California Land Use Declares War on Suburbia – No Backyards and No Cars

In 2006 California passed Assembly Bill 32 otherwise known as the Global Warming Solutions Act.  The purpose of the bill was to establish long range statewide programs to help reduce greenhouse gas emissions to 1990 levels by the year 2020.  The bill established mandatory caps on numerous sources of greenhouse gas emissions by this year, 2012.

In 2008 California passed Senate Bill 375 known as the Sustainable Communities and Climate Protection Act.  The target of this bill was automobiles and their emissions which according to the statistics used to help pass the bill, constitute up to 30% of all greenhouse gas emissions in the state.  The measure sought ways to reduce the amount of auto emissions using technology along with the reduction of the number of cars and distances people are commuting to and from work.

Using these two measures as their guidelines, state, county and city land planners are looking at ways to bring people closer to jobs and well, just plain closer together.  For example, any new developments in the San Francisco Bay area will have to develop the property with no fewer than twenty housing units per acre.  The current density requirement is no fewer than 4 units per acre.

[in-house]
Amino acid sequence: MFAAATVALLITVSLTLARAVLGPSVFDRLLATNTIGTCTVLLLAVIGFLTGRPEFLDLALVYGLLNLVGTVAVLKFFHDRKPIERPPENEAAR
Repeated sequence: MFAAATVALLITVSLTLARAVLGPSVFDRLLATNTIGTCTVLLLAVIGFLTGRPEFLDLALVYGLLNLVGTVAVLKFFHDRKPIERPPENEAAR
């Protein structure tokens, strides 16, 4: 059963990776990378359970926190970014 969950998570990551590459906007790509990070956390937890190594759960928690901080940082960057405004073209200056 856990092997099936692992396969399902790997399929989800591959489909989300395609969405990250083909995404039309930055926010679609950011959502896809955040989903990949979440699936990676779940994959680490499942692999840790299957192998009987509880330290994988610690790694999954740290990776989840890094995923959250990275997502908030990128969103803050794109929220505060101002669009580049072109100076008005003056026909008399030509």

Instead of single family homes, most of the future development will be duplexes, triplexes, condos and apartments.  Some of the planners are looking at European models such as the way the Swedes live like sardines packed close together in a can.

One of the problems facing land planners is that more and more people have been moving away from the cities out to the suburban areas.  This has led to an increase in the number of automobiles and the distances they are traveling, thus an increase in the amount of auto emissions.

To solve this problem, they are looking at ways to bring people back to the city.  One of the ways they plan to do this is to limit the amount of development in the suburban and rural areas and direct their efforts to redeveloping urban corridors.  By packing people back into downtown housing they hope to eliminate cars and commuting.

Other areas in California will be limited to what they call transit villages which will have a minimum of 30 units per acre.  By 2035, more than two-thirds of regional new housing developments will be condos and apartments.

As I read this report in the Wall Street Journal, I couldn’t help but recall my impressions of New York City when I visited family there when I was a kid.  Tall apartment buildings everywhere and no one had a backyard, a tree to climb, or a car to drive.  They took the subway, busses or taxis everywhere they went.  Their life was reminded me of the ant farm I had back home.  When I looked out of my aunt’s apartment window, everyone down below looked like ants scurrying to and fro.

California wants to become like Sweden and New York City.  As for me, that’s just another reason why I wouldn’t want to live there.